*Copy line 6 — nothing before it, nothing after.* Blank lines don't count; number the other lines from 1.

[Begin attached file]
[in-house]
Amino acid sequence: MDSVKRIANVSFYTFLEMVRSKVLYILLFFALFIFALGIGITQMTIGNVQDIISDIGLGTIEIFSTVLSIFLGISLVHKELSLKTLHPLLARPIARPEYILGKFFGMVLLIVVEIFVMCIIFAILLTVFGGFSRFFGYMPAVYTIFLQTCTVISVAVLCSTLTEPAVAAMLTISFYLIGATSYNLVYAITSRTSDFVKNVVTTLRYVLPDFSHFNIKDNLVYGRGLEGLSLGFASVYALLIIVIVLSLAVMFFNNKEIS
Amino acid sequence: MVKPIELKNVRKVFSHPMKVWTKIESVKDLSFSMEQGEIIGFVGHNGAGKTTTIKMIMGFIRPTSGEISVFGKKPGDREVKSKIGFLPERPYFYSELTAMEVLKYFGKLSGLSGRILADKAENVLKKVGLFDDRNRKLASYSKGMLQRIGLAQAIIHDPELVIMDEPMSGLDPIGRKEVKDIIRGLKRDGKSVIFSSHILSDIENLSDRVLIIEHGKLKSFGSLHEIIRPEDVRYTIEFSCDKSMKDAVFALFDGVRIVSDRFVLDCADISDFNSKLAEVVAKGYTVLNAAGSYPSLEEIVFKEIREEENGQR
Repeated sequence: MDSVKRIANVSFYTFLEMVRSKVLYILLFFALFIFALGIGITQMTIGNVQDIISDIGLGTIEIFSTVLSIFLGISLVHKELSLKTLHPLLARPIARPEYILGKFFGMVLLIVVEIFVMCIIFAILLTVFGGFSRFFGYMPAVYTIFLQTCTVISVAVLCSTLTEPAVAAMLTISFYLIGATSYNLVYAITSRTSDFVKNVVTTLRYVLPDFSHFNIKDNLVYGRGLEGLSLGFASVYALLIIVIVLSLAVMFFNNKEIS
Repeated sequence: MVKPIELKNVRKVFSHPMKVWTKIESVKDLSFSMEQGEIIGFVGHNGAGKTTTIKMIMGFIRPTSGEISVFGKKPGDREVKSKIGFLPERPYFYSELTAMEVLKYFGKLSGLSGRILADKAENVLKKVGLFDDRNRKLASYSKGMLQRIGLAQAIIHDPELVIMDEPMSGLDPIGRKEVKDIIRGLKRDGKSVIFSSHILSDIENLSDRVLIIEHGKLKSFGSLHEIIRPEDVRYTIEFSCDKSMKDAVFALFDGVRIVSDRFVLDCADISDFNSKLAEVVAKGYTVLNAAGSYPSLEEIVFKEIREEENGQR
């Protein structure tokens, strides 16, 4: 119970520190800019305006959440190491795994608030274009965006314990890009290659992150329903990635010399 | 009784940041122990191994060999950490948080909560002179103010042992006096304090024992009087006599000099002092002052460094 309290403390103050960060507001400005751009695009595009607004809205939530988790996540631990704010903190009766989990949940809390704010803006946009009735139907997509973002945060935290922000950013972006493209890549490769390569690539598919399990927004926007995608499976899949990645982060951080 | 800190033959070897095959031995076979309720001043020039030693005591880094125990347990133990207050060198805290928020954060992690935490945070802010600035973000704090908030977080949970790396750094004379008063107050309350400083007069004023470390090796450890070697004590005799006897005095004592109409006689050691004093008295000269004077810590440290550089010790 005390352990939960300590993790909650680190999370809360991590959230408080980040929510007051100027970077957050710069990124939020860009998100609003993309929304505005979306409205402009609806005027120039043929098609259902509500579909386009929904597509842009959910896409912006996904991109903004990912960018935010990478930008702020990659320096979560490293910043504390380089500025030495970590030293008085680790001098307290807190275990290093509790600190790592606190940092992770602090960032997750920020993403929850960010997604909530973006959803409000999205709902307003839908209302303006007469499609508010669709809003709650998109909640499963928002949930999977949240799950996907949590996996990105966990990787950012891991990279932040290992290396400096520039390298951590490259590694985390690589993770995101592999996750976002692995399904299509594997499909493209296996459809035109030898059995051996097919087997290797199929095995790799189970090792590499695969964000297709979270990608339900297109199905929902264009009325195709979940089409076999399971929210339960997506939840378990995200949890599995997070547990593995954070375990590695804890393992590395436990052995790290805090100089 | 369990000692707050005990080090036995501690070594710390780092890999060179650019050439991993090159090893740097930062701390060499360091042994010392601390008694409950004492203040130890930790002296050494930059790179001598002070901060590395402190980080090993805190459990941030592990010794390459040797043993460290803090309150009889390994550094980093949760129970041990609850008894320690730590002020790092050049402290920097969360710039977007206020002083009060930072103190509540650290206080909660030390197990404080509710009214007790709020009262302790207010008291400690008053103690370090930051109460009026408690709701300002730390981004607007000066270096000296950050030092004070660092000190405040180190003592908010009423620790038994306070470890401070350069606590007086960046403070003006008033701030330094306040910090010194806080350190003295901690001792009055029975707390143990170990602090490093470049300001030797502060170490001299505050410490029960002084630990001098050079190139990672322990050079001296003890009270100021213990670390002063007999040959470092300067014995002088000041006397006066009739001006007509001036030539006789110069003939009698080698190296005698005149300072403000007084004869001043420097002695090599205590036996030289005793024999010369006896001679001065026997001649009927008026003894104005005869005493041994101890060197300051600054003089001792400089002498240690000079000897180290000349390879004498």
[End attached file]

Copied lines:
């Protein structure tokens, strides 16, 4: 119970520190800019305006959440190491795994608030274009965006314990890009290659992150329903990635010399 | 009784940041122990191994060999950490948080909560002179103010042992006096304090024992009087006599000099002092002052460094 309290403390103050960060507001400005751009695009595009607004809205939530988790996540631990704010903190009766989990949940809390704010803006946009009735139907997509973002945060935290922000950013972006493209890549490769390569690539598919399990927004926007995608499976899949990645982060951080 | 800190033959070897095959031995076979309720001043020039030693005591880094125990347990133990207050060198805290928020954060992690935490945070802010600035973000704090908030977080949970790396750094004379008063107050309350400083007069004023470390090796450890070697004590005799006897005095004592109409006689050691004093008295000269004077810590440290550089010790 005390352990939960300590993790909650680190999370809360991590959230408080980040929510007051100027970077957050710069990124939020860009998100609003993309929304505005979306409205402009609806005027120039043929098609259902509500579909386009929904597509842009959910896409912006996904991109903004990912960018935010990478930008702020990659320096979560490293910043504390380089500025030495970590030293008085680790001098307290807190275990290093509790600190790592606190940092992770602090960032997750920020993403929850960010997604909530973006959803409000999205709902307003839908209302303006007469499609508010669709809003709650998109909640499963928002949930999977949240799950996907949590996996990105966990990787950012891991990279932040290992290396400096520039390298951590490259590694985390690589993770995101592999996750976002692995399904299509594997499909493209296996459809035109030898059995051996097919087997290797199929095995790799189970090792590499695969964000297709979270990608339900297109199905929902264009009325195709979940089409076999399971929210339960997506939840378990995200949890599995997070547990593995954070375990590695804890393992590395436990052995790290805090100089 | 369990000692707050005990080090036995501690070594710390780092890999060179650019050439991993090159090893740097930062701390060499360091042994010392601390008694409950004492203040130890930790002296050494930059790179001598002070901060590395402190980080090993805190459990941030592990010794390459040797043993460290803090309150009889390994550094980093949760129970041990609850008894320690730590002020790092050049402290920097969360710039977007206020002083009060930072103190509540650290206080909660030390197990404080509710009214007790709020009262302790207010008291400690008053103690370090930051109460009026408690709701300002730390981004607007000066270096000296950050030092004070660092000190405040180190003592908010009423620790038994306070470890401070350069606590007086960046403070003006008033701030330094306040910090010194806080350190003295901690001792009055029975707390143990170990602090490093470049300001030797502060170490001299505050410490029960002084630990001098050079190139990672322990050079001296003890009270100021213990670390002063007999040959470092300067014995002088000041006397006066009739001006007509001036030539006789110069003939009698080698190296005698005149300072403000007084004869001043420097002695090599205590036996030289005793024999010369006896001679001065026997001649009927008026003894104005005869005493041994101890060197300051600054003089001792400089002498240690000079000897180290000349390879004498």